OVERVIEW

The ultimate aim of policy making should be to improve people’s wellbeing. Drawing on evidence from across Europe, this report explores new ways in which policy can support and encourage high levels of wellbeing, using data from the European Social Survey. Much of the established evidence and analysis around wellbeing is based on a single measure – life satisfaction. This report combines contributions from City University London, the New Economics Foundation (NEF) and the University of Cambridge to explore new ways of understanding and measuring wellbeing. It looks at the following:

1. Comprehensive psychological wellbeing (CPWB) (University of Cambridge) This new single score was created by combining measures of ten different aspects of wellbeing (competence, emotional stability, engagement, meaning, optimism, positive emotion, positive relationships, resilience, self-esteem, and vitality) to give a richer and more nuanced picture of people’s wellbeing. Using this approach offers a more robust and accurate understanding of overall wellbeing, It also provides invaluable information for policy makers aiming to improve wellbeing, as it allows them to identify those areas specifically in need of improvement. We find:

 Examining specific aspects of well-being provides insights beyond a single indicator. For example, the UK ranks 8th out of 21 countries in terms of optimism, but is 20th of 21 in terms of sense of vitality.

Using the comprehensive measure, wellbeing has generally increased, perhaps surprisingly, from 2006 to 2012, with the percentage of the population with high wellbeing increasing in every country. y The greatest variations in the levels of wellbeing occur among countries and groups where average wellbeing is also the lowest. The greatest opportunity to improve well-being in a country is to begin with those with the lowest wellbeing, particularly unemployed and older individuals, through population-relevant interventions. 

2. Inequalities in wellbeing (NEF) By analysing inequalities in life satisfaction across Europe and over time, we find:

Large differences in wellbeing between population groups are not inevitable: Although those of an ethnic minority, on low incomes or with low education often have lower average wellbeing, this is not always the case, with some countries showing almost no difference. This suggests that policy could aim to reduce or eliminate these inequalities. y Economic factors drive inequalities in wellbeing: Most notably, a country’s unemployment rate is strongly associated with higher levels of inequality in wellbeing. y Good governance may be one of the best ways of reducing wellbeing inequality. Having low levels of corruption and high levels of voice and accountability, for example, are associated with lower inequalities in wellbeing. This effect goes above and beyond the effect of governance on unemployment or economic growth.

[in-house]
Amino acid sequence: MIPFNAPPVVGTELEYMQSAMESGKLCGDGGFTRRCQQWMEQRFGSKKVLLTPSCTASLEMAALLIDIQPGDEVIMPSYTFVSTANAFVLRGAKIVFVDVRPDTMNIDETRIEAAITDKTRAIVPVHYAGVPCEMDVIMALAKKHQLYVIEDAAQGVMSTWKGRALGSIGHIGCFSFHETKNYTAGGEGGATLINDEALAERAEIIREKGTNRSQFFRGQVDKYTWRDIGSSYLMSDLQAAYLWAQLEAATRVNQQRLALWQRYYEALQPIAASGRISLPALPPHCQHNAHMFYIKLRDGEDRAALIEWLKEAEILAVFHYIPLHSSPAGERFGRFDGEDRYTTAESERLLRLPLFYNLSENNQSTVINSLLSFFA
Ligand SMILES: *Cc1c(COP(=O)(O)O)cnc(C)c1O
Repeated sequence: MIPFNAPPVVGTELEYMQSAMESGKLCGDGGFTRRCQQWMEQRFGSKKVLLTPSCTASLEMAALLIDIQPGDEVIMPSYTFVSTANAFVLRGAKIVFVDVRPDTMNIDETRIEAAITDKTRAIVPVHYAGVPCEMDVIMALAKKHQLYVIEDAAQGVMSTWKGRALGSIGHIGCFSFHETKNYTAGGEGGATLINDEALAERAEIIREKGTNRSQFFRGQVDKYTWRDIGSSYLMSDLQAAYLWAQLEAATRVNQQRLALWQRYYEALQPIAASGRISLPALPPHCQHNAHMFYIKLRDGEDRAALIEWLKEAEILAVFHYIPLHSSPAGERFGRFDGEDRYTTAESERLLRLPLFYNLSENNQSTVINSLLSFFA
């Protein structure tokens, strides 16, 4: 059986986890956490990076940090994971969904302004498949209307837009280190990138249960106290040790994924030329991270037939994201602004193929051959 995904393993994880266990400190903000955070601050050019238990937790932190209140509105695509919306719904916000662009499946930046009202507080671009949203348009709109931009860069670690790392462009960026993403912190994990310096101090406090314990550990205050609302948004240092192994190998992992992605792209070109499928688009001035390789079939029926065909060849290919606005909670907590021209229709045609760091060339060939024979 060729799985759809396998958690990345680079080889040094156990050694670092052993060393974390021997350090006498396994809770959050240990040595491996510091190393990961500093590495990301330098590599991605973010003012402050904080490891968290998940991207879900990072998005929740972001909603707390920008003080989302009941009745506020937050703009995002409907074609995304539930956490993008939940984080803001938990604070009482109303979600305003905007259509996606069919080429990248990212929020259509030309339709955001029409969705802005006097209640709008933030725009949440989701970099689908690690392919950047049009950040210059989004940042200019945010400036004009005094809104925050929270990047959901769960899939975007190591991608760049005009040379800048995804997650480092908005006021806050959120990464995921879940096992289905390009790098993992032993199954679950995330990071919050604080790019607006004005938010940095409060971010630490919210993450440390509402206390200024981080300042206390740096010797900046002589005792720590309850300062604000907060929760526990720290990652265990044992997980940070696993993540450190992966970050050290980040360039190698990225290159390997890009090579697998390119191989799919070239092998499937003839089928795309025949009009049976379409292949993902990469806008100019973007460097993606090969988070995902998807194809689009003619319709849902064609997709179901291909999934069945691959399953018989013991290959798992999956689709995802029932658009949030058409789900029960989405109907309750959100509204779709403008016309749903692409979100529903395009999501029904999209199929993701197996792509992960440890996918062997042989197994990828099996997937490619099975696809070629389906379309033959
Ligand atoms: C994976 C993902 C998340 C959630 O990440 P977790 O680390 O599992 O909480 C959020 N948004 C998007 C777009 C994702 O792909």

3. Five ways to wellbeing (NEF) The five ways to wellbeing are a set of actions that evidence suggests promote wellbeing. They are: Connect, Be Active, Take Notice, Keep Learning, and Give. We explored who is and who isn’t participating in the five ways, in order to suggest ways of boosting involvement. With the exception of those aged 65 and over, the UK generally had low levels of participation in the five ways, when compared to countries such as Germany or France. Two key findings were:

Young women (15–24), parents, and people doing housework or childcare in the UK reported very low rates on Take Notice (whether people take notice and appreciate their surroundings). This finding was not replicated across Europe, suggesting there may be particular barriers in the UK for these population groups which may be amenable to policy.

People of working age in the UK connected socially less than their European peers. This suggests that this age group may need particular attention, contrasting with existing policy approaches which often focus on the young and the old.

4. Perceived quality of society (City University London) What are people’s assessments of the key institutions in society: their trust in the police, politicians, parliament or legal institutions, or satisfaction with public services, government, the economy, or democracy in their country? By measuring this Perceived Quality of Society (PQOS), we find that:

The more marginalised groups in society – women, those who claim membership of a discriminated group, and those with lower education – have a more negative view of these institutions. Those in middle aged groups (25 to 64) also have more negative views. This suggests that our democratic and legal institutions may need to do more to engage with these groups. Democratic satisfaction is consistently higher than satisfaction with the economy and the government in the UK, with a similar pattern elsewhere in Europe.

Nearly all countries exhibited a considerable dip in economic satisfaction in 2008, at the height of the recession, although this dip was particularly pronounced in the UK.

There are marked regional inequalities in PQOS within the UK, with London and the South East having high levels of economic and governmental satisfaction compared to other regions, particularly the Midlands.